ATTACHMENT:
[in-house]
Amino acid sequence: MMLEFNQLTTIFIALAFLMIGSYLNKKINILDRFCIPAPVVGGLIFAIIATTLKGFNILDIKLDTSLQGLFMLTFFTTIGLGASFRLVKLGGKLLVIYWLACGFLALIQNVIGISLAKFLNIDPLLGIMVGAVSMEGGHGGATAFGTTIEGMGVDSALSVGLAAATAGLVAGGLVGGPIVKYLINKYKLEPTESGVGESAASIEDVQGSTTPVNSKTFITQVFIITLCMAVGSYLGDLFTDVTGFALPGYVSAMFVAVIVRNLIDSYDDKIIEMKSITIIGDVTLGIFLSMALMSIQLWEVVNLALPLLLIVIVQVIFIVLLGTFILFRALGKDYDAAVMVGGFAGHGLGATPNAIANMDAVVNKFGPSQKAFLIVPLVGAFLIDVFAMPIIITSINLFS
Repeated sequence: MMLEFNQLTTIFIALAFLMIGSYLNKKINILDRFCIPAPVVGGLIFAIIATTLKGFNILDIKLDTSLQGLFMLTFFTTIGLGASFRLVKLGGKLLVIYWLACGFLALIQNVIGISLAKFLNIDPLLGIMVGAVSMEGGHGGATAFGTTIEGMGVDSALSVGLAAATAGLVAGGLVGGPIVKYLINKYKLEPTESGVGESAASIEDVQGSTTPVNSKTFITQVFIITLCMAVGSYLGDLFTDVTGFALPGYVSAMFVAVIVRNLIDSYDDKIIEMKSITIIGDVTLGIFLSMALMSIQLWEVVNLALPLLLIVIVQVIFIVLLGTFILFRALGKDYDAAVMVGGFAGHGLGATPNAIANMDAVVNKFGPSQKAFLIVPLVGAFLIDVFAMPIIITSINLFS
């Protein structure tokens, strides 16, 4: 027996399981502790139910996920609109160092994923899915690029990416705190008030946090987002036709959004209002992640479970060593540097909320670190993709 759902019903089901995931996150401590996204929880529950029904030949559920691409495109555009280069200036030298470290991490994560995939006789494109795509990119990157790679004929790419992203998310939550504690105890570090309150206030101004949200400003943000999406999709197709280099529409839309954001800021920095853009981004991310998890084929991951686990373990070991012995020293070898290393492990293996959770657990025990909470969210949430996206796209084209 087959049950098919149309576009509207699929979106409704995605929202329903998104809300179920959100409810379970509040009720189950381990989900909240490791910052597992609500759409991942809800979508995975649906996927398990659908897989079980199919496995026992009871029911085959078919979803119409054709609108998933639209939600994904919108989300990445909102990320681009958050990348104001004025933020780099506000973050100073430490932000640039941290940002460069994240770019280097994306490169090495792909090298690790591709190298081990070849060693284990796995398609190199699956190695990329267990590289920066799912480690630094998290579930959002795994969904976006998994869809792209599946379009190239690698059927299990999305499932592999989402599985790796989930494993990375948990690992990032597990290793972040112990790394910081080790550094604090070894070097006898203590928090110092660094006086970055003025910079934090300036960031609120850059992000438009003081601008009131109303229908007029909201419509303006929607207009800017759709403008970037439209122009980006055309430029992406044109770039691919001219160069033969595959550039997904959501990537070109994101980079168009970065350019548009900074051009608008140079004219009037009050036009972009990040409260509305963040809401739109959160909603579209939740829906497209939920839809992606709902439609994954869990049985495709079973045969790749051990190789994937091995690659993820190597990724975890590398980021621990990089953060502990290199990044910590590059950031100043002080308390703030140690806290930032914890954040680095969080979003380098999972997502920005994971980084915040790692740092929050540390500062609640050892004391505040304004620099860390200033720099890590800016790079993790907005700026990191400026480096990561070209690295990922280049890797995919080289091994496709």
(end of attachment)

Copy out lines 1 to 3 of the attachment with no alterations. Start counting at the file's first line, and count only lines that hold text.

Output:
[in-house]
Amino acid sequence: MMLEFNQLTTIFIALAFLMIGSYLNKKINILDRFCIPAPVVGGLIFAIIATTLKGFNILDIKLDTSLQGLFMLTFFTTIGLGASFRLVKLGGKLLVIYWLACGFLALIQNVIGISLAKFLNIDPLLGIMVGAVSMEGGHGGATAFGTTIEGMGVDSALSVGLAAATAGLVAGGLVGGPIVKYLINKYKLEPTESGVGESAASIEDVQGSTTPVNSKTFITQVFIITLCMAVGSYLGDLFTDVTGFALPGYVSAMFVAVIVRNLIDSYDDKIIEMKSITIIGDVTLGIFLSMALMSIQLWEVVNLALPLLLIVIVQVIFIVLLGTFILFRALGKDYDAAVMVGGFAGHGLGATPNAIANMDAVVNKFGPSQKAFLIVPLVGAFLIDVFAMPIIITSINLFS
Repeated sequence: MMLEFNQLTTIFIALAFLMIGSYLNKKINILDRFCIPAPVVGGLIFAIIATTLKGFNILDIKLDTSLQGLFMLTFFTTIGLGASFRLVKLGGKLLVIYWLACGFLALIQNVIGISLAKFLNIDPLLGIMVGAVSMEGGHGGATAFGTTIEGMGVDSALSVGLAAATAGLVAGGLVGGPIVKYLINKYKLEPTESGVGESAASIEDVQGSTTPVNSKTFITQVFIITLCMAVGSYLGDLFTDVTGFALPGYVSAMFVAVIVRNLIDSYDDKIIEMKSITIIGDVTLGIFLSMALMSIQLWEVVNLALPLLLIVIVQVIFIVLLGTFILFRALGKDYDAAVMVGGFAGHGLGATPNAIANMDAVVNKFGPSQKAFLIVPLVGAFLIDVFAMPIIITSINLFS